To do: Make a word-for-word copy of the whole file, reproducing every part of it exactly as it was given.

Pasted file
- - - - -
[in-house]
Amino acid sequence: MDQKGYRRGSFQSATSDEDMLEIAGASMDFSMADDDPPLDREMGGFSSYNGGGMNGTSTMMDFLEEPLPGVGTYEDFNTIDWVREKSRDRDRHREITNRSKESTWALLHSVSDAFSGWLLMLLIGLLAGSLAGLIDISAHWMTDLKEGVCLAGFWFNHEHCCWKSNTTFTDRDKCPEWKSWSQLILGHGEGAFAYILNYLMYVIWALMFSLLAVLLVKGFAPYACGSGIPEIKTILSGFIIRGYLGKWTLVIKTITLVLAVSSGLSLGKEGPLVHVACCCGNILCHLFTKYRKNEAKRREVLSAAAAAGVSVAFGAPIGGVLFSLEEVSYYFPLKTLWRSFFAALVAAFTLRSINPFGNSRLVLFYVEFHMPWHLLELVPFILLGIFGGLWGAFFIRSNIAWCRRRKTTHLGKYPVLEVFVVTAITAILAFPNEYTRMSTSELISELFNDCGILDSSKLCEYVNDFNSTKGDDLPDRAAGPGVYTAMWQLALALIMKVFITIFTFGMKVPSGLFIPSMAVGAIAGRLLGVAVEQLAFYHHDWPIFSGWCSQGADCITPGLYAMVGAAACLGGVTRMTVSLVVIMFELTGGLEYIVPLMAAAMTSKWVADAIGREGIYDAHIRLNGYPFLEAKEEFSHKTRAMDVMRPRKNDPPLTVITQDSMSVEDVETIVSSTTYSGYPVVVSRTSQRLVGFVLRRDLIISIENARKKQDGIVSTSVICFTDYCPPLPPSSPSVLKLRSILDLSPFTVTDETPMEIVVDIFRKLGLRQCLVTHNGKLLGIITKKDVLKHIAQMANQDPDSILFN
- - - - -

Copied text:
[in-house]
Amino acid sequence: MDQKGYRRGSFQSATSDEDMLEIAGASMDFSMADDDPPLDREMGGFSSYNGGGMNGTSTMMDFLEEPLPGVGTYEDFNTIDWVREKSRDRDRHREITNRSKESTWALLHSVSDAFSGWLLMLLIGLLAGSLAGLIDISAHWMTDLKEGVCLAGFWFNHEHCCWKSNTTFTDRDKCPEWKSWSQLILGHGEGAFAYILNYLMYVIWALMFSLLAVLLVKGFAPYACGSGIPEIKTILSGFIIRGYLGKWTLVIKTITLVLAVSSGLSLGKEGPLVHVACCCGNILCHLFTKYRKNEAKRREVLSAAAAAGVSVAFGAPIGGVLFSLEEVSYYFPLKTLWRSFFAALVAAFTLRSINPFGNSRLVLFYVEFHMPWHLLELVPFILLGIFGGLWGAFFIRSNIAWCRRRKTTHLGKYPVLEVFVVTAITAILAFPNEYTRMSTSELISELFNDCGILDSSKLCEYVNDFNSTKGDDLPDRAAGPGVYTAMWQLALALIMKVFITIFTFGMKVPSGLFIPSMAVGAIAGRLLGVAVEQLAFYHHDWPIFSGWCSQGADCITPGLYAMVGAAACLGGVTRMTVSLVVIMFELTGGLEYIVPLMAAAMTSKWVADAIGREGIYDAHIRLNGYPFLEAKEEFSHKTRAMDVMRPRKNDPPLTVITQDSMSVEDVETIVSSTTYSGYPVVVSRTSQRLVGFVLRRDLIISIENARKKQDGIVSTSVICFTDYCPPLPPSSPSVLKLRSILDLSPFTVTDETPMEIVVDIFRKLGLRQCLVTHNGKLLGIITKKDVLKHIAQMANQDPDSILFN